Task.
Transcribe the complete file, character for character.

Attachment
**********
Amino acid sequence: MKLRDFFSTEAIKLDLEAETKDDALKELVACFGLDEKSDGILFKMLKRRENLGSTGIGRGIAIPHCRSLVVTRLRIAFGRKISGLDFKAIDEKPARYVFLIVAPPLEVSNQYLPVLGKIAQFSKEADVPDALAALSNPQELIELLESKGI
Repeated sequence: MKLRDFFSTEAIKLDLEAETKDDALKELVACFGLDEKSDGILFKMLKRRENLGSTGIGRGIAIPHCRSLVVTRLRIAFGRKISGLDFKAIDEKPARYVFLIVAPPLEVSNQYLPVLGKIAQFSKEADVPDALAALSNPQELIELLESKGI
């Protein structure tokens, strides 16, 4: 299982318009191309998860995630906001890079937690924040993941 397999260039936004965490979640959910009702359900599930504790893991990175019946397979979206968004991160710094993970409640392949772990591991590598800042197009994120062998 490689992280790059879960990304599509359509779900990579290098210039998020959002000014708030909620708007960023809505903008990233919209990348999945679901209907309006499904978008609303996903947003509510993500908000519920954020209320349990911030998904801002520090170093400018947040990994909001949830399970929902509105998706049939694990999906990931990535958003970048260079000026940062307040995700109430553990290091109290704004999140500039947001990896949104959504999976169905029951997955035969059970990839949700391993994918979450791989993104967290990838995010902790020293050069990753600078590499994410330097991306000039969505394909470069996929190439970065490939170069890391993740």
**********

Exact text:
Amino acid sequence: MKLRDFFSTEAIKLDLEAETKDDALKELVACFGLDEKSDGILFKMLKRRENLGSTGIGRGIAIPHCRSLVVTRLRIAFGRKISGLDFKAIDEKPARYVFLIVAPPLEVSNQYLPVLGKIAQFSKEADVPDALAALSNPQELIELLESKGI
Repeated sequence: MKLRDFFSTEAIKLDLEAETKDDALKELVACFGLDEKSDGILFKMLKRRENLGSTGIGRGIAIPHCRSLVVTRLRIAFGRKISGLDFKAIDEKPARYVFLIVAPPLEVSNQYLPVLGKIAQFSKEADVPDALAALSNPQELIELLESKGI
């Protein structure tokens, strides 16, 4: 299982318009191309998860995630906001890079937690924040993941 397999260039936004965490979640959910009702359900599930504790893991990175019946397979979206968004991160710094993970409640392949772990591991590598800042197009994120062998 490689992280790059879960990304599509359509779900990579290098210039998020959002000014708030909620708007960023809505903008990233919209990348999945679901209907309006499904978008609303996903947003509510993500908000519920954020209320349990911030998904801002520090170093400018947040990994909001949830399970929902509105998706049939694990999906990931990535958003970048260079000026940062307040995700109430553990290091109290704004999140500039947001990896949104959504999976169905029951997955035969059970990839949700391993994918979450791989993104967290990838995010902790020293050069990753600078590499994410330097991306000039969505394909470069996929190439970065490939170069890391993740």